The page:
“When you’re in your 20, 30, 40s, you say ‘yes’ to a lot of things to build your career,” Mr. Brennan says. “When you’re older, your time and energy are finite. I say, figure out what’s important to you, and learn to say, ‘I don’t wanna.’”
Divide your time
Whether you plan to work indefinitely or wean off of work and into full retirement, finding the right division of work time and personal time is crucial.
Bill VanGorder, chief operating officer with the Canadian Association of Retired Persons, says that striking this balance is one of the most common challenges with the semi-retired.
“Most of the people I talk to find that if they could work 60 per cent of the time and have 40 per cent for themselves, that’s about right,” he says. “Somewhere between 60 and 75 per cent. Less than that and it’s hard for a business to make it worthwhile to keep them. Much more than that and the company will often just try to squeeze 100 per cent work out for less money.”
Consider how your work time will be structured: Do you simply want a work-life balanced tilted more towards part-time work? Or is it important to be more flexible, with large blocks of time off for travel and other pursuits?
The latter could mean working on a more full-time basis for part of the year, with months-long blocks of time off. That likely wouldn’t work well for a new entrepreneur who needs to dedicate time to growing a business. It may not work for every employer either – making it all the more important to outline expectations and possibilities with employers in advance.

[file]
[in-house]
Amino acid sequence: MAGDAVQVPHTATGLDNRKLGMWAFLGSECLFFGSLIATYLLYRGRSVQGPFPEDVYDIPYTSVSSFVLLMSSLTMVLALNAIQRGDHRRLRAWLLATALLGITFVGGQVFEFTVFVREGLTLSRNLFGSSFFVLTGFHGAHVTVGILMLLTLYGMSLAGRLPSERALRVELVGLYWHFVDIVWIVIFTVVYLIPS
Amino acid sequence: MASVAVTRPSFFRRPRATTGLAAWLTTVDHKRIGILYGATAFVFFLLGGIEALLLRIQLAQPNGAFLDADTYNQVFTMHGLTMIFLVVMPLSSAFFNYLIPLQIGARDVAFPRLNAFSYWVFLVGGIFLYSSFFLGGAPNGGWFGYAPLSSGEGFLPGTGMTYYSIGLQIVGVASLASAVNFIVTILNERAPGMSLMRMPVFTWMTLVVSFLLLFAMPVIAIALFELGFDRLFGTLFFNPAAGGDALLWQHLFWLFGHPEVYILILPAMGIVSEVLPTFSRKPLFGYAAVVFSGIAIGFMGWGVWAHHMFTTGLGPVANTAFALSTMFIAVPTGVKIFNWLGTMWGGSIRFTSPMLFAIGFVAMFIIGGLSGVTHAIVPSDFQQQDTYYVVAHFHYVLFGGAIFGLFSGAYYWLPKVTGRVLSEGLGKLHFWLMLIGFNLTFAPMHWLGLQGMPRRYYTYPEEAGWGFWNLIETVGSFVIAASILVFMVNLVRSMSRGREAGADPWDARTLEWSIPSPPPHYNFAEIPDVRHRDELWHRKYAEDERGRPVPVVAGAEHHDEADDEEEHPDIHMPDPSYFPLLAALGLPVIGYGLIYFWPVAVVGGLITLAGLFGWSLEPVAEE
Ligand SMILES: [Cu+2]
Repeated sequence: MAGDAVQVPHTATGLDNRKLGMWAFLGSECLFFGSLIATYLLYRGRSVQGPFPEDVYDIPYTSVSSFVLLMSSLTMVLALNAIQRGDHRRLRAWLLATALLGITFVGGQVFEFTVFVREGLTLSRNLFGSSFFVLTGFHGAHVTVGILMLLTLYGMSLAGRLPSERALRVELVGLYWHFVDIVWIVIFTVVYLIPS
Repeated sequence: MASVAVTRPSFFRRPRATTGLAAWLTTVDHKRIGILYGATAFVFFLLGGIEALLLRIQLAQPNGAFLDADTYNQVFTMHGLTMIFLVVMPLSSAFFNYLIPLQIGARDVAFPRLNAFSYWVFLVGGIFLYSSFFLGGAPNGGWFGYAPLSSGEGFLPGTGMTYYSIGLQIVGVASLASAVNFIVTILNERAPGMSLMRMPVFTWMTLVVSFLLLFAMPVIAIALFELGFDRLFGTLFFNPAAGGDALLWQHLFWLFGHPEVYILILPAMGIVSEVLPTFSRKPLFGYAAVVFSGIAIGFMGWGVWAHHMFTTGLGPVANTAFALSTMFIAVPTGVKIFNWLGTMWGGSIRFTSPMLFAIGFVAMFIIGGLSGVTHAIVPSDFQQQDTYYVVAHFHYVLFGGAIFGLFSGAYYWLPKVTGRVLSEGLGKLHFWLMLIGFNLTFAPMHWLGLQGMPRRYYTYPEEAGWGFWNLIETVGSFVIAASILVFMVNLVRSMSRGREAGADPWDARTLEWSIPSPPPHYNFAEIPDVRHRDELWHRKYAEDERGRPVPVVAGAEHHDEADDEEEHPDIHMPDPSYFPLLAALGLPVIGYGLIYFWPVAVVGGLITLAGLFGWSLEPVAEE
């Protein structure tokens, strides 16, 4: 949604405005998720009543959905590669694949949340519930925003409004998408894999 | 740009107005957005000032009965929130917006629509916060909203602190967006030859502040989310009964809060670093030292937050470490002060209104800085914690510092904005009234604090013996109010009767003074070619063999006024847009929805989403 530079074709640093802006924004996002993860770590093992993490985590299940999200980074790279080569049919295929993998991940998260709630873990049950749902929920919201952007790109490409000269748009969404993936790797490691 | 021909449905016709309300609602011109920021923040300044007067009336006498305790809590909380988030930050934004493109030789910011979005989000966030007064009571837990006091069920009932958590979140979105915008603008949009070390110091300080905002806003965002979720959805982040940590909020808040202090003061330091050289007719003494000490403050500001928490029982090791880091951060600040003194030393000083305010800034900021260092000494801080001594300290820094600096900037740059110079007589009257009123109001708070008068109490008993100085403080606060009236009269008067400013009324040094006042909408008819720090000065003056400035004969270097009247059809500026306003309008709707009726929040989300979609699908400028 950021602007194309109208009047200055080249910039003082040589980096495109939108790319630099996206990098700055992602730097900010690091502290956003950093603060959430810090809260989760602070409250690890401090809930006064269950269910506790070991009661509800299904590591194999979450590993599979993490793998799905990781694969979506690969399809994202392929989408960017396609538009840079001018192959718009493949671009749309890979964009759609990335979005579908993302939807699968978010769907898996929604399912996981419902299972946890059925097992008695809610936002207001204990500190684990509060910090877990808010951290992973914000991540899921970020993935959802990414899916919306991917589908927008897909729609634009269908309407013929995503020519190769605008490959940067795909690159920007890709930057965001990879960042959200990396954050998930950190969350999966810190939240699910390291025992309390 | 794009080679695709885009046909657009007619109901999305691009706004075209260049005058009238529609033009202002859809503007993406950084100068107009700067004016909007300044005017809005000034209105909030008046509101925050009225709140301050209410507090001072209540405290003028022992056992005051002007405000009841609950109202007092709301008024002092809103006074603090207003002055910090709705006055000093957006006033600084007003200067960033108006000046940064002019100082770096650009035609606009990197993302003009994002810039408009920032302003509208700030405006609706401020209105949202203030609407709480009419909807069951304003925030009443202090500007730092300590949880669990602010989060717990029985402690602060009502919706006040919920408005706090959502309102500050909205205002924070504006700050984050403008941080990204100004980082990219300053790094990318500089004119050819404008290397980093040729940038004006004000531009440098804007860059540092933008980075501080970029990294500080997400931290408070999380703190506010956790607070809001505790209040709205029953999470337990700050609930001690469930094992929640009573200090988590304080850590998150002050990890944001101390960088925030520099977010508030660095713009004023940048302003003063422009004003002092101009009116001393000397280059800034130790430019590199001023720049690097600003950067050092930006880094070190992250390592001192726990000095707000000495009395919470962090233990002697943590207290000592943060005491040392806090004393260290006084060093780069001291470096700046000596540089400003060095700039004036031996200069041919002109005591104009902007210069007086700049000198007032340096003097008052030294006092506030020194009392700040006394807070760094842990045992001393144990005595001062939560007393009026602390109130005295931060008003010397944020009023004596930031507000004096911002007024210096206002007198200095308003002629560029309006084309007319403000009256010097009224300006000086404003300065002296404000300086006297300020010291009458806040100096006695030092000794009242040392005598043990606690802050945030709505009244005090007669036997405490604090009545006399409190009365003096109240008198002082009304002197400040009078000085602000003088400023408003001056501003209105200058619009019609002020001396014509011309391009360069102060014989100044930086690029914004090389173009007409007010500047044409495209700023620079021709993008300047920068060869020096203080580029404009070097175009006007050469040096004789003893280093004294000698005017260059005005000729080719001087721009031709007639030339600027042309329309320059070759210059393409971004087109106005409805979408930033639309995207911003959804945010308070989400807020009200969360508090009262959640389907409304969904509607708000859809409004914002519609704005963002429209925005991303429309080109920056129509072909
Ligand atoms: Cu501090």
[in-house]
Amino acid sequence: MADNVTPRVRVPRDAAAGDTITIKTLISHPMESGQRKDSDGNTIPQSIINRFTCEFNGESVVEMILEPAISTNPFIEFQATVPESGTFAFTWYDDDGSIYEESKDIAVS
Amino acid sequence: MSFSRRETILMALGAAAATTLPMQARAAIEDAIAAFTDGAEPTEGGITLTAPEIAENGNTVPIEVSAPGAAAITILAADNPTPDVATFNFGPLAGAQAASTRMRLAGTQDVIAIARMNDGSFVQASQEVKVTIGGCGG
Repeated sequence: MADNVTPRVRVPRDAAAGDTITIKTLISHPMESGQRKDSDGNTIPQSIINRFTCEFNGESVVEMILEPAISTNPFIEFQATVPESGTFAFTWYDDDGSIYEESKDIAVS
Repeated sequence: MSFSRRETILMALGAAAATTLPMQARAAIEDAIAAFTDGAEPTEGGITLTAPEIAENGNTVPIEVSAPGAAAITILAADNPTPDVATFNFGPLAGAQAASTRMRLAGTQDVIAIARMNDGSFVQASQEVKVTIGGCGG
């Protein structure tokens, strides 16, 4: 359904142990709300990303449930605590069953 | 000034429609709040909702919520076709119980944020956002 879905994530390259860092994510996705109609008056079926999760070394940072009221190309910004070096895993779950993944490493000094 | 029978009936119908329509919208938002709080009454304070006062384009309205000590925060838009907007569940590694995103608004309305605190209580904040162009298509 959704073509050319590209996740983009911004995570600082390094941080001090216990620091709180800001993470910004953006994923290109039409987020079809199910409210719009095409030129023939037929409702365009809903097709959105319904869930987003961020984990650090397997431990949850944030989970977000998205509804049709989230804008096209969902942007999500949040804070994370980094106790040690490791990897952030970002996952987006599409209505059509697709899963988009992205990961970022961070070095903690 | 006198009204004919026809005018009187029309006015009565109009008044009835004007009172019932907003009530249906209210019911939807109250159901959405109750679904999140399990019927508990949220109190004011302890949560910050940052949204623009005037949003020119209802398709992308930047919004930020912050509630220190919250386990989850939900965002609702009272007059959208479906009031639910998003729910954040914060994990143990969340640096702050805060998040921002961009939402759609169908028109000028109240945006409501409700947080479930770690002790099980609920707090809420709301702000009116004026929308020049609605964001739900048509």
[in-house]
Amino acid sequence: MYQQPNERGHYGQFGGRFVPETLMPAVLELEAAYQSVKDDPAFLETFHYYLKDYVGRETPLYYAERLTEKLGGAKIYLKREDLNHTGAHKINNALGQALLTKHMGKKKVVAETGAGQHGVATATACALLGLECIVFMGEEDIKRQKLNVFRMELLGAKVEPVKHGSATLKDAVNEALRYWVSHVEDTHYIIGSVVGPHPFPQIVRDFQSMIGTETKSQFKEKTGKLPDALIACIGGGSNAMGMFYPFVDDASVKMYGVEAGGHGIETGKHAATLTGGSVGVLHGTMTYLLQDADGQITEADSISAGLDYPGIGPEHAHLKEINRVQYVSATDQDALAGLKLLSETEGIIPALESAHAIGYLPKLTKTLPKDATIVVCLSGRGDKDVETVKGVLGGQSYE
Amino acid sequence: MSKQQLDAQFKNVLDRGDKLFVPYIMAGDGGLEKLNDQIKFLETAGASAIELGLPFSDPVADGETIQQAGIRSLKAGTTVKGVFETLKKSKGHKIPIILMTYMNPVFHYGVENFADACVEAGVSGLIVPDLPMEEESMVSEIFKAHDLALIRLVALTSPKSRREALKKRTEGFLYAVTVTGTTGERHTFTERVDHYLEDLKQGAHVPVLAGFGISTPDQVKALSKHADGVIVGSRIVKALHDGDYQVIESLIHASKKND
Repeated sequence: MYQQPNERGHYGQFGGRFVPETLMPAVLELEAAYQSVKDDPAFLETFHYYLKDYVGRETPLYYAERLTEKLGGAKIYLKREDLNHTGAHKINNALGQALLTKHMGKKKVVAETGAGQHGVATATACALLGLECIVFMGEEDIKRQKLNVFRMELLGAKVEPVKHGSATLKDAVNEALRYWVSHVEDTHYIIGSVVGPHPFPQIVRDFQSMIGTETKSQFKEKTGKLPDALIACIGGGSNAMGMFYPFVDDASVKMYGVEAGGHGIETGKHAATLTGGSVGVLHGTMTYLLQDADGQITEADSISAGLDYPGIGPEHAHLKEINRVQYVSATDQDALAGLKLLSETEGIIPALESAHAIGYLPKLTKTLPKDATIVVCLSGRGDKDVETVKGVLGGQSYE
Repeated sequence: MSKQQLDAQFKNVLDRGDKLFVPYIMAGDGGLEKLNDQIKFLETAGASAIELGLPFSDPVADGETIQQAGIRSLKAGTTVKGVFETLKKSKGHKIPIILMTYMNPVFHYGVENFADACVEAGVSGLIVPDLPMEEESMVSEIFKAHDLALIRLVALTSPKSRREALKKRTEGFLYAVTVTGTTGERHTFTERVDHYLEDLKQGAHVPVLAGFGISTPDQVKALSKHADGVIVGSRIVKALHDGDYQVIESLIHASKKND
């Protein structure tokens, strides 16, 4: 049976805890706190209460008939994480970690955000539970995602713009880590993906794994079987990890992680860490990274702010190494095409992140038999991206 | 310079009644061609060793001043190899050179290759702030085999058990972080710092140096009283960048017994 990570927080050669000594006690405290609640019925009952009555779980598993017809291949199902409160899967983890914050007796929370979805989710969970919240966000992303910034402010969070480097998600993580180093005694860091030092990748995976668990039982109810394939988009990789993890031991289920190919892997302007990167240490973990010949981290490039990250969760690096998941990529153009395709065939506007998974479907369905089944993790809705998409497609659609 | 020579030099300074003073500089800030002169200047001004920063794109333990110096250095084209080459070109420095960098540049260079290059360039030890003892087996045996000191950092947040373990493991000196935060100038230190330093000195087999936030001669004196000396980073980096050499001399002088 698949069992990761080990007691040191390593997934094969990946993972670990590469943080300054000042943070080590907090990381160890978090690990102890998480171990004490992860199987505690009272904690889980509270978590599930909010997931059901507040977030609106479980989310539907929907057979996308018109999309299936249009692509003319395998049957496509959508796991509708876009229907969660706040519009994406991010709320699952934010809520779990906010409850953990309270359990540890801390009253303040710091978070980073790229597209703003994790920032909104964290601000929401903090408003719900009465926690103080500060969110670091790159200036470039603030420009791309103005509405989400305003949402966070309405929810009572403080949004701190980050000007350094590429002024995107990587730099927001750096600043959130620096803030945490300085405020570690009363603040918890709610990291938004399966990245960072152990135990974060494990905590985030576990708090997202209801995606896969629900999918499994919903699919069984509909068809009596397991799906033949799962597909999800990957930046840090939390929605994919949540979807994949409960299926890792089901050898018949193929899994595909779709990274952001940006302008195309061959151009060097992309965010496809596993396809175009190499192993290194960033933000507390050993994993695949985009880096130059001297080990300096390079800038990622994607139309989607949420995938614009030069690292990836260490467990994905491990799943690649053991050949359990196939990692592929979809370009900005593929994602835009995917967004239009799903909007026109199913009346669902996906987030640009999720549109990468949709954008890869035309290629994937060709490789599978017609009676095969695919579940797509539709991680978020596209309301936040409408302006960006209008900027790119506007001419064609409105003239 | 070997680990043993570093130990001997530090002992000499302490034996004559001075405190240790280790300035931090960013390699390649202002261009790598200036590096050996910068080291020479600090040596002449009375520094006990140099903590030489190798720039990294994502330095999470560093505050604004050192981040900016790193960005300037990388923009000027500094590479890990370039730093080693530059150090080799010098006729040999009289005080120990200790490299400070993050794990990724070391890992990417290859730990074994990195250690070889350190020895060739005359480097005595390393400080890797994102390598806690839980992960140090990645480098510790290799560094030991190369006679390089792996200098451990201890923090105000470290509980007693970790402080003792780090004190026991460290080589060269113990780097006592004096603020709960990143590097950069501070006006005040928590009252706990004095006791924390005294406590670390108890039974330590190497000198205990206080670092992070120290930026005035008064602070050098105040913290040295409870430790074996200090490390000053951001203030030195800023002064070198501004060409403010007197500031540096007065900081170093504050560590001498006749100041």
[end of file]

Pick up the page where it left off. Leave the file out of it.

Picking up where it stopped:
“Approaching them early to put that bug in their ear can be very beneficial,” Mr. Norris says. “It’s important to ensure the employer is open to it, but if you can have that honest conversation and begin laying out mutual expectations, it can give both parties the chance to make the arrangement work for them.”
Don’t forget to retire
Most people will wean into retirement at some point – whether due to health, other commitments or a change in preferences. It’s important to structure your semi-retirement to prepare.
“I was talking to an individual the other day, and he said he was mentally depressed after six months of retirement because he had nothing to do,” Mr. VanGorder says. “What I recommend is that people plan ahead by thinking about what their life looks like after not working.”
Mr. Brennan’s plan is already underway. While he has no five-year or 10-year plan to go into full retirement, he’s already actively seeking ways to fill his non-working days.
“It’s easy for work to be your whole life,” he says. “When I was younger and my kids were playing sports, the other parents were my social network. Then as I got older, it became the people I worked around. Now I’m looking at building that again, but in the community.”
For example, he’s now vice-president of the same lawn-bowling club whose members gave him retirement advice during the first flush of the pandemic.
“It’s something to take year by year,” he says, “recognizing that every year you’ve got to be more focused on making sure you’re putting your finite energy into the right places.”